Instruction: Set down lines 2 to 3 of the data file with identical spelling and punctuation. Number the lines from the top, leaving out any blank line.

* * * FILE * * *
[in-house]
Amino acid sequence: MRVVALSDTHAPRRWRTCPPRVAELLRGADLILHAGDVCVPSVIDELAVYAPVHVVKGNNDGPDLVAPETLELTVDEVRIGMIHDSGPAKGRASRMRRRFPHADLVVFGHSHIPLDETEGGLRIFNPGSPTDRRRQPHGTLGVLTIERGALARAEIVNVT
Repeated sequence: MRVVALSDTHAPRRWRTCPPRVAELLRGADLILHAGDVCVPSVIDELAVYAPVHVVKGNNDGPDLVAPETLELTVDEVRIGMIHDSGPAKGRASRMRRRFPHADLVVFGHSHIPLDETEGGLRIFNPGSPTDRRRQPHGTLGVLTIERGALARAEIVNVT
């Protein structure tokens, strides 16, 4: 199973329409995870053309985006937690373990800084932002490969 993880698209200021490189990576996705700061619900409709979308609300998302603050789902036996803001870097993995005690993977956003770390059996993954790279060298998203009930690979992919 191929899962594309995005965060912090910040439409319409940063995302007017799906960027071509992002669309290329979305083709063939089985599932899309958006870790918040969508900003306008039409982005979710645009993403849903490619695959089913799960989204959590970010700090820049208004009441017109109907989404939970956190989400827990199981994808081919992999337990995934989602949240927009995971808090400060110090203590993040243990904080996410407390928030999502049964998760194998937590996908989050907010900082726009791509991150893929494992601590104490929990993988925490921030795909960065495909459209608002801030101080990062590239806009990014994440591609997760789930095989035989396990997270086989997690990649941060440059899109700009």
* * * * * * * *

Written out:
Amino acid sequence: MRVVALSDTHAPRRWRTCPPRVAELLRGADLILHAGDVCVPSVIDELAVYAPVHVVKGNNDGPDLVAPETLELTVDEVRIGMIHDSGPAKGRASRMRRRFPHADLVVFGHSHIPLDETEGGLRIFNPGSPTDRRRQPHGTLGVLTIERGALARAEIVNVT
Repeated sequence: MRVVALSDTHAPRRWRTCPPRVAELLRGADLILHAGDVCVPSVIDELAVYAPVHVVKGNNDGPDLVAPETLELTVDEVRIGMIHDSGPAKGRASRMRRRFPHADLVVFGHSHIPLDETEGGLRIFNPGSPTDRRRQPHGTLGVLTIERGALARAEIVNVT